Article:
MS. POLLITZ: Well, your pre-ex rules are also much tighter in the small group market. So Congress has said that these questions about 10 years ago, 5 years ago can -- those don't matter in the small group market. You are only allowed to apply -- an insurer is only allowed to apply pre-existing condition for something that was actually treated or diagnosed in the six-month window prior to coverage taking effect.
So anything that happened before that isn't even allowed to be considered and if the person coming into the policy had prior group coverage, that gets credited against the pre-ex so that can't be considered either. So it is mostly eligibility and I've seen -- (cross talk.)
REP. DEAL: Okay. I am going to try to be real quick here and I apologize cutting you off. With regard to what needs to be done, in the event we don't get the major reform that we all have been talking about, anybody else is talking about, in the event it becomes something of trying to narrow a time window in which insurance companies have the right to review medical records. Would it not be feasible that if we had electronic medical records that that would facilitate a more timely review, I would assume commonsense would say that it would.
Ms. Pollitz, do you foresee that consumer protection groups would oppose making those kind of personal medical records available for insurance companies to review in a timely fashion so that we wouldn't, not hopefully, have these situations to develop.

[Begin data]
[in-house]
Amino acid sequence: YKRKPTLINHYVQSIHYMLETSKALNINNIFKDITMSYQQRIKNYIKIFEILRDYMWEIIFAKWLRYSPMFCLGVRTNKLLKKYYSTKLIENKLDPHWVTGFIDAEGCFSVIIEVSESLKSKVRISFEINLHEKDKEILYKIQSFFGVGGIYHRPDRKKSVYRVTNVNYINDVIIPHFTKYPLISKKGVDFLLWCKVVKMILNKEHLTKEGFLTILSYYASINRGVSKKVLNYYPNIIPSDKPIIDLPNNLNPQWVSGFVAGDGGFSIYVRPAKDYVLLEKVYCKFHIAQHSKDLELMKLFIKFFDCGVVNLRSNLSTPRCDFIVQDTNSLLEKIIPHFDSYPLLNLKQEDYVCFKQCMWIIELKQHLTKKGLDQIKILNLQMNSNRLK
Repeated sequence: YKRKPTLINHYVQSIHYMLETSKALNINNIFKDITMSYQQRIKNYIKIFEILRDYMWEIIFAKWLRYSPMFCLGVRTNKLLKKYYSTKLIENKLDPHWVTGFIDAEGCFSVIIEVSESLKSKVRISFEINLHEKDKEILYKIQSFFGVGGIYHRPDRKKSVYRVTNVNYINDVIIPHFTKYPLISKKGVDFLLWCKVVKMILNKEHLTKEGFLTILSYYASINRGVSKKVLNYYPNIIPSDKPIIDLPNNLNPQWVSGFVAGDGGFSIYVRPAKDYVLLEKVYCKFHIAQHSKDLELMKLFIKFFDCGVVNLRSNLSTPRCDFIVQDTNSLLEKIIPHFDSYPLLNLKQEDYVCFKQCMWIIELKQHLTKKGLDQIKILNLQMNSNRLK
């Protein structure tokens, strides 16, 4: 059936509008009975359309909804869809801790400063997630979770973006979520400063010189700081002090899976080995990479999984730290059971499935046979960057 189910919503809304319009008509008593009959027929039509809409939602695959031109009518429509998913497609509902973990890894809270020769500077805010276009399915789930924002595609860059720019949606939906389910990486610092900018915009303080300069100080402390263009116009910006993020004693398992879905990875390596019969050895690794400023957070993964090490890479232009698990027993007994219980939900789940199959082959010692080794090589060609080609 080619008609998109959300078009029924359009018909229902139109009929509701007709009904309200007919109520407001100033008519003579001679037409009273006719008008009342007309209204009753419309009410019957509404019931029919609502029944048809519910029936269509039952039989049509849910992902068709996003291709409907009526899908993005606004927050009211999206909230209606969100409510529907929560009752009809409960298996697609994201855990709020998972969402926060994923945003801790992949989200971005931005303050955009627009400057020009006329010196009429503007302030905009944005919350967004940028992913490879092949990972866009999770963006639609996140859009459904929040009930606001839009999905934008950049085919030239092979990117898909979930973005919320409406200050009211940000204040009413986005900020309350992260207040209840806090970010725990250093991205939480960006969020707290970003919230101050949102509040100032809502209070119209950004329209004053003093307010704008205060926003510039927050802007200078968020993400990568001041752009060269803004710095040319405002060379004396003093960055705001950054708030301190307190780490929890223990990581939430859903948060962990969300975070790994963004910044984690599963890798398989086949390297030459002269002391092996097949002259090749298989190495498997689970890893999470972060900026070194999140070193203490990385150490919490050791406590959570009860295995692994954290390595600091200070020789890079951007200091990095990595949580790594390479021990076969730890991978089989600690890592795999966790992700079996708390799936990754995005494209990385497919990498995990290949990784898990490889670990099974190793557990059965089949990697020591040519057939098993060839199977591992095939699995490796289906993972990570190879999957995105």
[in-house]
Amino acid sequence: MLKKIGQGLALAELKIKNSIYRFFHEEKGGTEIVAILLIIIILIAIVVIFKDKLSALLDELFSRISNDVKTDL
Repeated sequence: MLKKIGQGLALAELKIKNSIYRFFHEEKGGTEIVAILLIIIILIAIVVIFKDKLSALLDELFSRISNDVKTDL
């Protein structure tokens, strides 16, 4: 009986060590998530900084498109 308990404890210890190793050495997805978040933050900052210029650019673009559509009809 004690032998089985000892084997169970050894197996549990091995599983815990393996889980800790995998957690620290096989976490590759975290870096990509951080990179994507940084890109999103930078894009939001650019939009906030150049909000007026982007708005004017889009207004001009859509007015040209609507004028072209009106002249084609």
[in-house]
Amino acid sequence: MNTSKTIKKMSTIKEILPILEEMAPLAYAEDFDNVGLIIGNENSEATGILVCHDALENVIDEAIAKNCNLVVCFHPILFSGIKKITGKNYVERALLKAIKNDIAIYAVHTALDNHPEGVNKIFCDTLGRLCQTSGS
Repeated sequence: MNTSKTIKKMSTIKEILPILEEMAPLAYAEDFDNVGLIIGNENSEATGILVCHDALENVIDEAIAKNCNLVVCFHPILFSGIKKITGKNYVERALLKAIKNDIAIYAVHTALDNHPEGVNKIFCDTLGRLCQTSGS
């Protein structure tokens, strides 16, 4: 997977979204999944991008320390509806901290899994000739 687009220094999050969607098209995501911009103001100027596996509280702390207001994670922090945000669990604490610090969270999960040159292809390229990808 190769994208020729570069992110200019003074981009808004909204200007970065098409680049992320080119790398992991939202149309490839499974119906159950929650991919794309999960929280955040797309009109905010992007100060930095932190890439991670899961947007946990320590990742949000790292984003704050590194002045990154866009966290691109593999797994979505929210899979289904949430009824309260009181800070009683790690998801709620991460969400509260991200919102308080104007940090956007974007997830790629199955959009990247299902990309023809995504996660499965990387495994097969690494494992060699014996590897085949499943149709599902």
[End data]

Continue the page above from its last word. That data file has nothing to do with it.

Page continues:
MS. POLLITZ: They are already available for review --
REP. DEAL: Well, we don't have -- we don't have the extent of electronic medical records that we all hopefully will have.
MS. POLLITZ: But the privacy rules that you have enforced today under HIPAA say that medical underwriting is a permissible reason for disclosure of medical records.
REP. DEAL: You would see no reason that anybody would raise that issue.
MS. POLLITZ: It's already permitted under current law.
REP. DEAL: The last thing and this is more of a comment than anything else. I think the issue that Dr. Burgess discussed with you about those who are now being excluded because of preexisting conditions, et cetera, I think we all know that our high risk pools are not effectively operated and certainly not existent in states some -- like mine for example.
I think we need to be looking at a policy, where we would, maybe take those funds that are available for high-risk pools, some of which are not being utilized, put them into an environment in which we could, perhaps with the sharing of some of those costs with the insurance industry, bring these individuals into the pool with the additional revenue that would be available from federal sources. I just simply suggest that something we all need to be thinking about, my opinion.
Thank you, Mr. Chairman. I yield back.
REP. STUPAK: Mr. Burgess, you want a question now or do you want to come back after votes? We only got five minutes so I'm going to have to hold you tight.
REP. BURGESS: Okay. I -- you know me, I can be really brief.